If you're running Eos on a laptop, Windows or third-party firewall rules may be preventing the connection. Ensure that the Eos application is permitted free access to the relevant network interface.

If it still doesn't work, please contact ETC Technical Services in your region, who will be happy to help.

 

Notes and Additional Information

Now you have a basic overview of how to make Eos talk to QLab, and use OSC to fire a cue. There are other possibilities; most aspects of Eos control are exposed to OSC, so you could use QLab to raise a submaster, bring up a channel, or fire a macro. See the OSC section of the Eos Family Show Control User Guide (PDF) for details on how to access these functions.

Triggering other OSC Software from Eos

The same principles apply if you're sending OSC to a different program - simply set the correct IP address, port and string to send. You can use the OSC Cue Send String field in the same way as shown above.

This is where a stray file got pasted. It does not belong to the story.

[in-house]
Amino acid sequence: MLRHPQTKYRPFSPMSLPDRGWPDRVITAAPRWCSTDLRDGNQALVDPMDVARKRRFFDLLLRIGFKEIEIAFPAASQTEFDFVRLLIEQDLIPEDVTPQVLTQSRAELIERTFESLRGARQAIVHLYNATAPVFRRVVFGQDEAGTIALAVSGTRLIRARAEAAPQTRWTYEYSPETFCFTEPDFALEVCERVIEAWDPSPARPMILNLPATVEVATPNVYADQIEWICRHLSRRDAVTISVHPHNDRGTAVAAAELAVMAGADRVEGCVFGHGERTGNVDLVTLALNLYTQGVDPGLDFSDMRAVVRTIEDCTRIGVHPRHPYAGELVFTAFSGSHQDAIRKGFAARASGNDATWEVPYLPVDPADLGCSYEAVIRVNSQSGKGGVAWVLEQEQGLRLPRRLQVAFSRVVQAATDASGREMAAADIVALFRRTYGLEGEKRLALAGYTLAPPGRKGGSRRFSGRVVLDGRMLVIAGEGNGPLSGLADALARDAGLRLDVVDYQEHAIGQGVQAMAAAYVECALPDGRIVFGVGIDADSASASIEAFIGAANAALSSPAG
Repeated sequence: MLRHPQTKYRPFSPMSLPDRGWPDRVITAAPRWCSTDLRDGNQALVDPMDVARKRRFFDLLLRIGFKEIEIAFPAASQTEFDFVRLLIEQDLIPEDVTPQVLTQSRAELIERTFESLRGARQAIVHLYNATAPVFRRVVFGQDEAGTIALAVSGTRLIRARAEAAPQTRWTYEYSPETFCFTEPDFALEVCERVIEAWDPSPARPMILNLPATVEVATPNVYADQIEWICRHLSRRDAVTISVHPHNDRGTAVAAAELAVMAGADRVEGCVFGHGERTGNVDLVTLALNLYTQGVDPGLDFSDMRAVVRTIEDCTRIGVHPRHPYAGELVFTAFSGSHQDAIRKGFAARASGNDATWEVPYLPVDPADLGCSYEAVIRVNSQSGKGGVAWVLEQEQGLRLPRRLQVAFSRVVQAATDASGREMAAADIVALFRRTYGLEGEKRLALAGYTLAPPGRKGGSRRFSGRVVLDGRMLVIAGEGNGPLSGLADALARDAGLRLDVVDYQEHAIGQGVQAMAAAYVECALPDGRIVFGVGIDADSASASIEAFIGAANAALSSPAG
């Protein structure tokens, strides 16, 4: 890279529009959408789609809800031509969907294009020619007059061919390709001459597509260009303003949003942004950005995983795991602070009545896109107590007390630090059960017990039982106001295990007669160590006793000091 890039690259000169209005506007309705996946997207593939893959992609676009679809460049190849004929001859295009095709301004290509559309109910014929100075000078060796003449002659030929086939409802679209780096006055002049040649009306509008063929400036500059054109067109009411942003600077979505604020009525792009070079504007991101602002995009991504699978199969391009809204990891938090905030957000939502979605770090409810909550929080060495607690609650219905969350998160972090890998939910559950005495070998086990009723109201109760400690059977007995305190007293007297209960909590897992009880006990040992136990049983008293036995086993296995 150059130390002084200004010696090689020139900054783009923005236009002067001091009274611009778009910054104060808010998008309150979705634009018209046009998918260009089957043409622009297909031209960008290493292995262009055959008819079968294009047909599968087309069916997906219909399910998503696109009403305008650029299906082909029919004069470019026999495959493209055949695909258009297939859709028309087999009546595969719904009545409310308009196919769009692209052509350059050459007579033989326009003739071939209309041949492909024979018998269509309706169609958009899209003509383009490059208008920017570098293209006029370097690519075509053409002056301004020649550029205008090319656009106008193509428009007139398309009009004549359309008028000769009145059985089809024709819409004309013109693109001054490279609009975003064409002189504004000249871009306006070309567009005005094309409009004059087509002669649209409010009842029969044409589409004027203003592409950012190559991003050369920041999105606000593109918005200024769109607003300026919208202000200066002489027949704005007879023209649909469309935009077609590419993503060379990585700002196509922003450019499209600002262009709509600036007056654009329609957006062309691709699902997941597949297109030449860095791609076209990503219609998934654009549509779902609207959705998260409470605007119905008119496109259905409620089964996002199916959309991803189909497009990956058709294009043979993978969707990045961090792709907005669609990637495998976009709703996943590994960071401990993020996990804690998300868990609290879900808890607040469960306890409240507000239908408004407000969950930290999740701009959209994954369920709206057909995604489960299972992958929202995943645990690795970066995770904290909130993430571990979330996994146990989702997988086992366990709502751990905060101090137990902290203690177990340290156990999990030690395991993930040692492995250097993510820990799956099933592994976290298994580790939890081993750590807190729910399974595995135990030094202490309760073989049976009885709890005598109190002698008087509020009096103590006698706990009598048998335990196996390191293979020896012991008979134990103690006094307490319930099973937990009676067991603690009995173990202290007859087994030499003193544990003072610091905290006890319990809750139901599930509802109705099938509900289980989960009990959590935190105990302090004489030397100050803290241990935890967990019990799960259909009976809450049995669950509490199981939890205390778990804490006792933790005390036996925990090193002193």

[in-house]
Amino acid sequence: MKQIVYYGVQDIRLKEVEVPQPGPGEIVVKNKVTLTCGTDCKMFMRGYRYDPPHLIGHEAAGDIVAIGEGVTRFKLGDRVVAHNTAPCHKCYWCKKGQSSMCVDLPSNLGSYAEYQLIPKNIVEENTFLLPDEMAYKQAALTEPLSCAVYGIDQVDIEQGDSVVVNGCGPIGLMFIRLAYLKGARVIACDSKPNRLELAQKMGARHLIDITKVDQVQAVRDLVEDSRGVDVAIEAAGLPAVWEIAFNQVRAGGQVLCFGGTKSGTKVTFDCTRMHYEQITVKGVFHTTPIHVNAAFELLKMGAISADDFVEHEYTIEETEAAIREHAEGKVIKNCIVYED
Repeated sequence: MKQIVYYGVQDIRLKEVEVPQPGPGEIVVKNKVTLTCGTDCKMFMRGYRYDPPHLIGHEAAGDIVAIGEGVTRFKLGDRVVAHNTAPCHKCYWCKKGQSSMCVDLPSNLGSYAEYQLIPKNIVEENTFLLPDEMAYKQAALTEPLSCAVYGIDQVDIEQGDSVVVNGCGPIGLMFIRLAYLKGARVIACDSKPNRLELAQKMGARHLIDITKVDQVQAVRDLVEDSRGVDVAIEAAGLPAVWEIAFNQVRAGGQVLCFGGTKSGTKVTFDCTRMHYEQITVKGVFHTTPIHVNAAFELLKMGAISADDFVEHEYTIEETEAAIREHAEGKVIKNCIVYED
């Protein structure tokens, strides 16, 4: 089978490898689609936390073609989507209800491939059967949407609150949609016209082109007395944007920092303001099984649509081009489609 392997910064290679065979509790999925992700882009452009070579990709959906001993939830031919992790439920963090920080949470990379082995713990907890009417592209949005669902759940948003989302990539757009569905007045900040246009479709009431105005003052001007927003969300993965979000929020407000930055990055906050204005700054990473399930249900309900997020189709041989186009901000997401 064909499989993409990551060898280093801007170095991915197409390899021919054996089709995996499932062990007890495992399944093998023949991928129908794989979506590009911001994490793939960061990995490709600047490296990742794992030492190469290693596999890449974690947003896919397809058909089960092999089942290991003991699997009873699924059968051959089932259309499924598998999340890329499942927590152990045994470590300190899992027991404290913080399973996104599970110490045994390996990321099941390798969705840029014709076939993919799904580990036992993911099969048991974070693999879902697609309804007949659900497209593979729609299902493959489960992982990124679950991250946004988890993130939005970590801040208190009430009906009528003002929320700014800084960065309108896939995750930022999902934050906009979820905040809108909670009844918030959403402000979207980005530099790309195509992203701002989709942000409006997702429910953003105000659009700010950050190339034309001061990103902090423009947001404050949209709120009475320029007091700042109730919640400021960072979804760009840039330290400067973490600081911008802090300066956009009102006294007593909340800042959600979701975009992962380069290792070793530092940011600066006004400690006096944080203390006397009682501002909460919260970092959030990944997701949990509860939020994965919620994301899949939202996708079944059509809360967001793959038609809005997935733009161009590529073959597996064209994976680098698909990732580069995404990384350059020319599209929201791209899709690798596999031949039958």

For example, let's say we're using the fictional software "Soundzz", which understands OSC, but only in the form "/soundzz/q/label/preshow/start". We can use the label variable in the OSC Cue Send String field, and make sure the Eos and Soundzz cue labels match where necessary.

/soundzz/q/label/%5/start

soundzz send.PNG

 

Further Reading

As stated, this article is intended as a quick (ish) guide to get you up and running, using a common but simple scenario. We have barely scratched the surface of the concepts discussed here - OSC can do many more things than just trigger cues, and there is no limit to how large and complex a lighting network can be. See the following links for more information.